Science has always been the communication of ideas, the sharing of experiences and inspiring lives. This is the path less taken, the journey into the unknown for some of us. Devotion to science and to find the illusive answers matters more than anything else. It will be hard to make people understand our lives, but taking the time to understand it will be the most important tasks any of us would ever take. As I began that journey years ago, I did not realize the complete dynamics of a life in science. But lucky for me I did have the past Gods, the giants of a lonely era who painstakingly walked a new path and left it open for me. I’m not alone in this hard journey into the future, but I choose to build on this pillars, the ideas of science that helped us for better or worst to progress into this future. I’m as eager as anyone else to usher in that new future, a future full of technological inventions and peaceful ambitions, but at the same time I had this chance to understand that not everyone is meant to ride easy into it. The dawn of the 21st century also signaled the end of ages of legends. As I said before Stephen Hawking could be the only remaining star of science. Before him, the legacies of Galileo, Newton, Einstein, Chandra and Feynman inspired generations to love science. Who do we have today?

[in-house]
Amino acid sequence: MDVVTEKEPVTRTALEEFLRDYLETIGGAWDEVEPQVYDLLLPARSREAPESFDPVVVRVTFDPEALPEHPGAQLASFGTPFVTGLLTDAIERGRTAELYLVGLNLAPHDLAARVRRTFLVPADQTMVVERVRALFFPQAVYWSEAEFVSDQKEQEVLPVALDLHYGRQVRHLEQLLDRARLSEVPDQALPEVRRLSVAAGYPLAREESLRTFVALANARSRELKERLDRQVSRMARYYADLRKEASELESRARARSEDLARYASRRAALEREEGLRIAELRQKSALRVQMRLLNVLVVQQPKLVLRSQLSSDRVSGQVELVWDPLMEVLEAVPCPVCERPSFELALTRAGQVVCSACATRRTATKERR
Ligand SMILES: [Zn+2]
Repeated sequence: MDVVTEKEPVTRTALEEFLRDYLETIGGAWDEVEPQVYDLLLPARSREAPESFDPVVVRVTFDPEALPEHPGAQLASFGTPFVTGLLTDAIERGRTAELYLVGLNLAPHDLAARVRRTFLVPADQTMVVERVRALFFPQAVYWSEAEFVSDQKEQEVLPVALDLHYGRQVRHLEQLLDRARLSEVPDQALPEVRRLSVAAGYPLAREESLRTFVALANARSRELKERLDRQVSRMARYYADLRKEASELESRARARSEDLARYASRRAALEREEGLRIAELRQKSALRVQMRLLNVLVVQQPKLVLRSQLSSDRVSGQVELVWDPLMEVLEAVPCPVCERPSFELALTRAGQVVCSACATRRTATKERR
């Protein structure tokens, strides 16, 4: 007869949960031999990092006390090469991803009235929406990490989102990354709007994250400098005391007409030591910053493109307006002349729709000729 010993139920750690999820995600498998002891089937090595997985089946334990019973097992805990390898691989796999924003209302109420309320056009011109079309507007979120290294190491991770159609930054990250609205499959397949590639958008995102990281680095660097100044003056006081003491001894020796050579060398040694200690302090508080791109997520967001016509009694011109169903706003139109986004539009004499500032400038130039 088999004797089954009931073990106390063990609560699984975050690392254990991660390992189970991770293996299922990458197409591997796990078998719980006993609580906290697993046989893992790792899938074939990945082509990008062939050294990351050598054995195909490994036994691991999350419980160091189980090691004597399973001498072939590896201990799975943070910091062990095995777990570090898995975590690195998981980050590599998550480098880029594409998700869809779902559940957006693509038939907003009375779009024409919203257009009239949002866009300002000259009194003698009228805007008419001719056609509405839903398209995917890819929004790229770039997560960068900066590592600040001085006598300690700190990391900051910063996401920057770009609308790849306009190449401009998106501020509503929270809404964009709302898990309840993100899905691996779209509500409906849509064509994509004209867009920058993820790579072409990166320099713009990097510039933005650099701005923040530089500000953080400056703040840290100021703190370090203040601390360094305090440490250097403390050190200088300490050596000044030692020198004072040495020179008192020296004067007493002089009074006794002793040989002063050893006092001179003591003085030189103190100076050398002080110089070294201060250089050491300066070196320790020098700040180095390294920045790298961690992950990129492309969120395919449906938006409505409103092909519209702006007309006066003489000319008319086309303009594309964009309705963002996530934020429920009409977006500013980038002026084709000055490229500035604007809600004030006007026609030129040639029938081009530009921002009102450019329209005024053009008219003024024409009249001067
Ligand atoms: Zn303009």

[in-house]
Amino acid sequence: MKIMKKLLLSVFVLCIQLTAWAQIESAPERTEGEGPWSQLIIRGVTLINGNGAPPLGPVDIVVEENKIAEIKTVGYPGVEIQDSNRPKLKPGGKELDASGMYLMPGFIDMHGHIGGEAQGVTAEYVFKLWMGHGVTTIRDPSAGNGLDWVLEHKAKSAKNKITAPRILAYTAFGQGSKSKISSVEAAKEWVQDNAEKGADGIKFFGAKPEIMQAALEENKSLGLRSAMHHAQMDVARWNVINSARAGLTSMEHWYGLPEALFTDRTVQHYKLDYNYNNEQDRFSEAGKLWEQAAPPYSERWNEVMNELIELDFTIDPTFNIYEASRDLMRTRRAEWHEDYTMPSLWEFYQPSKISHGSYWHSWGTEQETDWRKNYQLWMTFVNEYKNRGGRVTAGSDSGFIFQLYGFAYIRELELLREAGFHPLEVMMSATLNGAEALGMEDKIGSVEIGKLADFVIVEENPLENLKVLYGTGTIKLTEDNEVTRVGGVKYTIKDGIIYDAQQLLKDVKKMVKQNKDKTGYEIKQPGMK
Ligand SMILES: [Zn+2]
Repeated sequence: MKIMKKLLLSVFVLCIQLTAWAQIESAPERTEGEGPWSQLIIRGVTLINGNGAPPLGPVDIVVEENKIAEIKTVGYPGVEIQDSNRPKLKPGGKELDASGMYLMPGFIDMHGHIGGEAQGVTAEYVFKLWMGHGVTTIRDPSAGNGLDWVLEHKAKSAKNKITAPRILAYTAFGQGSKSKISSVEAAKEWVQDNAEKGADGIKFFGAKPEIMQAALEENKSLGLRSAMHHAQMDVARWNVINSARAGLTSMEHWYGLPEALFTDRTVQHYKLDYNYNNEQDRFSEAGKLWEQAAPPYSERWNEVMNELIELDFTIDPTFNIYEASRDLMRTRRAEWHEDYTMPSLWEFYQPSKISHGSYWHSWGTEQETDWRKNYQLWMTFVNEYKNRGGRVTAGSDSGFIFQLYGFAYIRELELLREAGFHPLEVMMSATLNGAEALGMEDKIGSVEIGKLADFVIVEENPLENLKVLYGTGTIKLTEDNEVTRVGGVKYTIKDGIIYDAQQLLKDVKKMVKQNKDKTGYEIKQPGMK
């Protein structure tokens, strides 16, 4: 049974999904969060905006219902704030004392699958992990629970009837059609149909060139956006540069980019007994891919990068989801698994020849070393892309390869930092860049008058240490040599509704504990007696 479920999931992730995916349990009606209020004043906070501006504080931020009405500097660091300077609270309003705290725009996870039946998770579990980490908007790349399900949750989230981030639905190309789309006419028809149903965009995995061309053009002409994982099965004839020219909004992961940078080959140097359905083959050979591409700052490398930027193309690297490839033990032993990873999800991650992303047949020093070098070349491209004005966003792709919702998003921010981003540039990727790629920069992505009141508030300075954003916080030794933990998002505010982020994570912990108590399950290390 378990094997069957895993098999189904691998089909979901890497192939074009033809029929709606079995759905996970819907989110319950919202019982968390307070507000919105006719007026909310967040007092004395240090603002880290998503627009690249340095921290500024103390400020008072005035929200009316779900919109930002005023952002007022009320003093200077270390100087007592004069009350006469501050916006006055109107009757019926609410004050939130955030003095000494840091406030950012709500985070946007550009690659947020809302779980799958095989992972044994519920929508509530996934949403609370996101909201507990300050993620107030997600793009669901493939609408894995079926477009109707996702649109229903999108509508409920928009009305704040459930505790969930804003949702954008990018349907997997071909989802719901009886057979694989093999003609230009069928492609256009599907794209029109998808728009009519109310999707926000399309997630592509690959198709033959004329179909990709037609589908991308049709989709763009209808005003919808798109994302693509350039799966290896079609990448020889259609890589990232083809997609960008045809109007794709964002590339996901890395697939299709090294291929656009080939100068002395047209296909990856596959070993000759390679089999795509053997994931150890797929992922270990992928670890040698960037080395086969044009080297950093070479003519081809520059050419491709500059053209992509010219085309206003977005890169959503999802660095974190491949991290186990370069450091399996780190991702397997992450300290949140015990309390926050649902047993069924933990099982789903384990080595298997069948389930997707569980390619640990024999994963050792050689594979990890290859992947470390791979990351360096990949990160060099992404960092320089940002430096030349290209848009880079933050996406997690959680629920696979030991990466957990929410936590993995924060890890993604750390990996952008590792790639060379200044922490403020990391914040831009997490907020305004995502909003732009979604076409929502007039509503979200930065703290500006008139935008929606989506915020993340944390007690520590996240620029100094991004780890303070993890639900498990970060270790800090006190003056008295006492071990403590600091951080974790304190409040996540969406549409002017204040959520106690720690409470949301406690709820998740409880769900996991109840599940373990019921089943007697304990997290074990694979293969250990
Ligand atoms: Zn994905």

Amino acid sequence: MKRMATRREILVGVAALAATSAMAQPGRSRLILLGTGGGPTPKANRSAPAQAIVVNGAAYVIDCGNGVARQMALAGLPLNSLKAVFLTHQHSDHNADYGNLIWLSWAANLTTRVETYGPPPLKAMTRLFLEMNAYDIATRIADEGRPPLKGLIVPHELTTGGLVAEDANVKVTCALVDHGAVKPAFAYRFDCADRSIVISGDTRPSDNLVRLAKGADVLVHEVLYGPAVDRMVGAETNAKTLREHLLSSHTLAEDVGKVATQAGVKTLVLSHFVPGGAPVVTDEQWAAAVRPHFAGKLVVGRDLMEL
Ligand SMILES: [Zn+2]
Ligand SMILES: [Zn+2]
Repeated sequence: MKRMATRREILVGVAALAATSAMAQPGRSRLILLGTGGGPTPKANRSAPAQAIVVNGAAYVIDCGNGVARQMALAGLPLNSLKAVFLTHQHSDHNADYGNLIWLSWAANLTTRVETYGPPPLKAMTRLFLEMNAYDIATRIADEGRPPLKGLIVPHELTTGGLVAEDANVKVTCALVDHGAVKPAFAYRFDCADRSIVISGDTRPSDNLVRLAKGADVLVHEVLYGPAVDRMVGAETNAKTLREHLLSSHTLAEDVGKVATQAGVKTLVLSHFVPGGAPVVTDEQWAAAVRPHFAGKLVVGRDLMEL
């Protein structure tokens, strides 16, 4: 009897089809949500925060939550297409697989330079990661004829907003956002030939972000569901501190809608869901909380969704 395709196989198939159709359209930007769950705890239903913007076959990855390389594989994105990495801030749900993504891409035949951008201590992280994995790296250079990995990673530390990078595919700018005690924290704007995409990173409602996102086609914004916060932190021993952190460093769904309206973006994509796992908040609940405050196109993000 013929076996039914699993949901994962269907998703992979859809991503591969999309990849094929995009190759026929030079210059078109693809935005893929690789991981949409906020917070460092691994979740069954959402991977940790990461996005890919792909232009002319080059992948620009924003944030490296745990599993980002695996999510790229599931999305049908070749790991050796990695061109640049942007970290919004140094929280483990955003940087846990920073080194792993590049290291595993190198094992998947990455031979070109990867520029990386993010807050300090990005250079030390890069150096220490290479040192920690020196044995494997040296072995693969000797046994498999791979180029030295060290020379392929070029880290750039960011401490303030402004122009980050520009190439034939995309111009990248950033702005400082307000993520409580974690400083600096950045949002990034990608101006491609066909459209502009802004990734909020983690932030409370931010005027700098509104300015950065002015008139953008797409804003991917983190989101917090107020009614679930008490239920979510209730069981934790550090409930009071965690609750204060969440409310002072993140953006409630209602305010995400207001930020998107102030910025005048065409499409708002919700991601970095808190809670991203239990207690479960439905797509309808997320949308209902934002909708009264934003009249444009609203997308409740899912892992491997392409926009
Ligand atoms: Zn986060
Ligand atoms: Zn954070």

More than being a scientist, the giants of science were also one of us. They went through life like any of us, faced problems, walls along their journey that would have turned many of us away. But they carried on, and it serves as an inspiration to us. There were many more that did climb the walls but fell of peer pressure and the scrutiny of the political world who doesn’t understand science anymore. It’s true that Einstein or Hawking did not steer billions in public money to build grand experiments, but the reality of this world is that we do need those experiments. More that ever do we need this as an inspiration for the present generation and generations to come to ensure that humanity can survive. When we stood to justify the fallacies of politics, the world war against invisible tyrants, we had not the heart to stand and support science. This is the state of the 21st century science.

What the Sputnik and Apollo generation struggled hard to build and in turn inspired millions of hero’s and heroines to continue their aspirations lay in an uncertain future. We live at a time when the next astronaut would probably remain in office rather than fly to space; we don’t have anyone to continue the dream of Kalpana Chawla and the fallen comrades who risked their lives for us. We continue to tap away into the Internet without appreciating the very people who made all this possible. We’re so obsessed with pop cult figures and business men who sell soft wares rather than the creators of microchips. When did you last stop to learn of the lives of scientists and the less know women scientist. We build this cage where the only superstars were male when women played an equal part in the new age science revolution. The books did justice to them, but humanity did not. We stand to loose everything today, something we can never regain. Our roles are clear, we learned from the best, had the best teachers, and now it’s our turn. We need to answer the cosmiccode, and to build a bright future for everyone we need a new generation of scientists and science superstars alike.